Your thoughts on pride reminded me of this gem :)
There's a term for the type of writing you're describing - it's called "latte journalism". It's when the journos start their stories with a detailed description of the interviewee arriving to the cafe and ordering a coffee.
I couldn't agree more with Mostly Borrowed Ideas on the immigration front. Actually featured that in my post today as well because one of the more frustrating aspects of teaching at a university was seeing some of the outstanding students who would have been highly productive members of the economy, society, and the US taxpayer base end up struggling to find firms that would help them deal with the hassle of staying in the US. It seems like such a short-sighted policy. I also always appreciated the spirit of students willing to leave their family, friends, and culture to come to the US to study. That had to be a major leap to take and much more challenging than I imagine the average person appreciates. It also might explain how some of these immigrants ended up as CEOs...their willingness to put themselves in uncomfortable positions is likely connected to the traits that lead to success when the opportunity does arise.
Also, loved the pride issue as I've also never understood how someone is proud of random chance. Being born in a specific country is not something any of us had input or influence on, so what is there to be proud of? I watched the video of George Carlin that JZ posted and loved the line about "happy" being a much better word choice.
Still noodling on the "Don’t make the things you like part of your core identity" concept from Monday. There are parts that I REALLY like, but I think you need to either have a very strong sense of self or a combination of willingness to take input from a small group of trusted friends. Both of those seem like a challenge for a lot of people (including myself). Really great stuff this week so far!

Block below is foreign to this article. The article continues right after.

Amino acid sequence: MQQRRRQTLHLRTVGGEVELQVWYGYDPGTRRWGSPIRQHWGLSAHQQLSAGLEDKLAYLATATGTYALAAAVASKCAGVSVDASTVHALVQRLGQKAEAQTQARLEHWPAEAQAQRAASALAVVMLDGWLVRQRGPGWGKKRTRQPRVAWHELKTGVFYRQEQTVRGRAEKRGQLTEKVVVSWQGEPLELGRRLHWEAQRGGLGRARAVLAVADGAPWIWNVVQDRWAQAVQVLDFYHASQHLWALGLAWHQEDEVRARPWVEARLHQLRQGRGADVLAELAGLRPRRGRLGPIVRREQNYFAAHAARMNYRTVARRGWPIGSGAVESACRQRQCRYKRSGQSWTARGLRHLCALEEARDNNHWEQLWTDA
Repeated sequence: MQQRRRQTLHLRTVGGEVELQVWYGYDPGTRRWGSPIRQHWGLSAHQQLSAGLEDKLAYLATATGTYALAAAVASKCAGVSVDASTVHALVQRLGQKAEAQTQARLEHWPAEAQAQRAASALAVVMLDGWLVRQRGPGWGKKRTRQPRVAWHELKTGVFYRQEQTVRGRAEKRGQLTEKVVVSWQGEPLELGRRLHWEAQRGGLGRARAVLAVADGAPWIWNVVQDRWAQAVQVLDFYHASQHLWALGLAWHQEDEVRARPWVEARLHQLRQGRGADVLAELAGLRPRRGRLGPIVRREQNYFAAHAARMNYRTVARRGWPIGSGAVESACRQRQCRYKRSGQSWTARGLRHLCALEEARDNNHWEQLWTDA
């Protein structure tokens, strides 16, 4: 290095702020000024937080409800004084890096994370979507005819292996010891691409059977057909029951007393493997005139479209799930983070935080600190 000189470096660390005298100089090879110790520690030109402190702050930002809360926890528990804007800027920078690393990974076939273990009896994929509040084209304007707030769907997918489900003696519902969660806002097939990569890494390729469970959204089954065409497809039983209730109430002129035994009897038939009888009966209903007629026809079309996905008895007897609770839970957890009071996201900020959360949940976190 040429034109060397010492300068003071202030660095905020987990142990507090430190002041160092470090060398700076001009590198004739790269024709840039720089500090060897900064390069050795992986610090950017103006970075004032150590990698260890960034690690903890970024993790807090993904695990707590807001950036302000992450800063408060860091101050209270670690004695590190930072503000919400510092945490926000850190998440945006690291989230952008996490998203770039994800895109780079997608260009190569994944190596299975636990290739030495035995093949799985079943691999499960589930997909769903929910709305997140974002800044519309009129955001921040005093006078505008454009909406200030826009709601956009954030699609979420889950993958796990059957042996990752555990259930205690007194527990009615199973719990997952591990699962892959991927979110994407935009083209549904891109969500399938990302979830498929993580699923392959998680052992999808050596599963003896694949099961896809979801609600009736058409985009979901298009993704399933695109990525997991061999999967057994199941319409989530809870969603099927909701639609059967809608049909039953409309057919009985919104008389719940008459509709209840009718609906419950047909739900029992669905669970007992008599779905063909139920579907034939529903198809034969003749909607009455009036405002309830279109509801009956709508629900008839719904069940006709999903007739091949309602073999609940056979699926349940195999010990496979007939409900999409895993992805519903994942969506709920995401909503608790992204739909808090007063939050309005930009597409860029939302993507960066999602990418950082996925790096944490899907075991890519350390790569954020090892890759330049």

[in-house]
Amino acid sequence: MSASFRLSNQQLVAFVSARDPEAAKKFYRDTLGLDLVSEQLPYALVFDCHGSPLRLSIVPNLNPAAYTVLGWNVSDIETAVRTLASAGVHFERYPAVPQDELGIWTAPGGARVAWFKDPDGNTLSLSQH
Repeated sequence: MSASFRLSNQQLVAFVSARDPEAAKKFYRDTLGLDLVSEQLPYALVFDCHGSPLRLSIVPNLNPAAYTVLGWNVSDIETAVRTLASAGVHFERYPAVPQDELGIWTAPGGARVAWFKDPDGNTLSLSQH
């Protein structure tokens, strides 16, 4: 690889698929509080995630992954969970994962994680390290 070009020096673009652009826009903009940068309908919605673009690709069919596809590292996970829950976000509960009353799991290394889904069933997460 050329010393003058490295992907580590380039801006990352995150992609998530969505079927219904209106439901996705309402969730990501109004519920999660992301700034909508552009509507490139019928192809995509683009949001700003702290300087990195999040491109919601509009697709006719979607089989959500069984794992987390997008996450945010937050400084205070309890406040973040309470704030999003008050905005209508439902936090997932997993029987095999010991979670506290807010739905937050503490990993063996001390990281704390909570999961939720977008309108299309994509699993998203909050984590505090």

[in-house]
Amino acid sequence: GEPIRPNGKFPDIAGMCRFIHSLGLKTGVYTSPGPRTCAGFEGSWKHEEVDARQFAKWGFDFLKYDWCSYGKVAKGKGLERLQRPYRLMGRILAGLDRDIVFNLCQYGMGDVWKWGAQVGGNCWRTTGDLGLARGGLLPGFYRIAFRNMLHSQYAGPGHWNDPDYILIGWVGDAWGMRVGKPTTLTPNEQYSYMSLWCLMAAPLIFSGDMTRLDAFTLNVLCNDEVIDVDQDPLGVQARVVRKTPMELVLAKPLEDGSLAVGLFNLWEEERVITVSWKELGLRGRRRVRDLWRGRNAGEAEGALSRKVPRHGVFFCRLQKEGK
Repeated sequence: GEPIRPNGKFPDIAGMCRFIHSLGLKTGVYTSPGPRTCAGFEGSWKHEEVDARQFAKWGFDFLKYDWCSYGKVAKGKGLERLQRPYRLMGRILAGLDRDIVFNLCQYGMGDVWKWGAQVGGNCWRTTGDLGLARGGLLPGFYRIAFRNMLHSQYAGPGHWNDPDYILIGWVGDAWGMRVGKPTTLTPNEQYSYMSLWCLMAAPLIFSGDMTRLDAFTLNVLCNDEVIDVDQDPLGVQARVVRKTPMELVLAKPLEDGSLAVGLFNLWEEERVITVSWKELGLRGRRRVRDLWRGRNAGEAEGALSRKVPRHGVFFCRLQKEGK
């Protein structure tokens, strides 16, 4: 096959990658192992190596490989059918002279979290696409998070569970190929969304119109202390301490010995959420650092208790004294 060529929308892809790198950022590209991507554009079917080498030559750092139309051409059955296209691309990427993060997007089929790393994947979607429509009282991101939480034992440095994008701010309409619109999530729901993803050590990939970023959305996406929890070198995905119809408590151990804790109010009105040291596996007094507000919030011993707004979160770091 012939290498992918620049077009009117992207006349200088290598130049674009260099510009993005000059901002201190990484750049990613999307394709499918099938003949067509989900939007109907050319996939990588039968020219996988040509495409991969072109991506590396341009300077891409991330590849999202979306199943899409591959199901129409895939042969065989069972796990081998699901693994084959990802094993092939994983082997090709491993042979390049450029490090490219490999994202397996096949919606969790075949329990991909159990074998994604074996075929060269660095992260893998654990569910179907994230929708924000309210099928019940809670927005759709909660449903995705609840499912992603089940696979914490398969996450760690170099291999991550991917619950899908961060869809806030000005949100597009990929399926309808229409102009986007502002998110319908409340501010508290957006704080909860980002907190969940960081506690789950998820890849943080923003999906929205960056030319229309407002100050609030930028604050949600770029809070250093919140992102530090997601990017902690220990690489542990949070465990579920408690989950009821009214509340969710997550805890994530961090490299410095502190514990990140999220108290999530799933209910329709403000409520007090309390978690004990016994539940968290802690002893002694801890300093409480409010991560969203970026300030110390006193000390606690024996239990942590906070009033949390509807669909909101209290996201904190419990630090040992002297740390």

I agree so much with the stuff about pride. Also about journalism which is so difficult as traditionally practiced - if you only spend a few days talking to experts you will still come up with a article with tons of mistakes that slipped through because it really takes a few years to learn enough to avoid about the subject matter to make obvious mistakes. Some journalists definitely do cover a beat long enough or have a background where they avoid those obvious mistakes.
Malone had a good point in his recent interview when the interviewer asked him about underperforming the S&P, which is how do you really think about the benchmark when the distribution is extremely lopsided to a couple of giant companies that did extremely well? Like 90%+ of companies will underperform by that definition. Equal-weight is not satisfying either since the benchmark is truly the average experience of investors. Should it matter that the S&P would be wildly different if the FANGs were all Canadian? How do investors and companies in other countries measure themselves - should European companies be content to outperform struggling giant banks? And this has all happened in reverse at various times in the US, Nifty Fifty in the 70s and the 2000 bubble where the giant companies pulled down the average. I don't have any good answers here.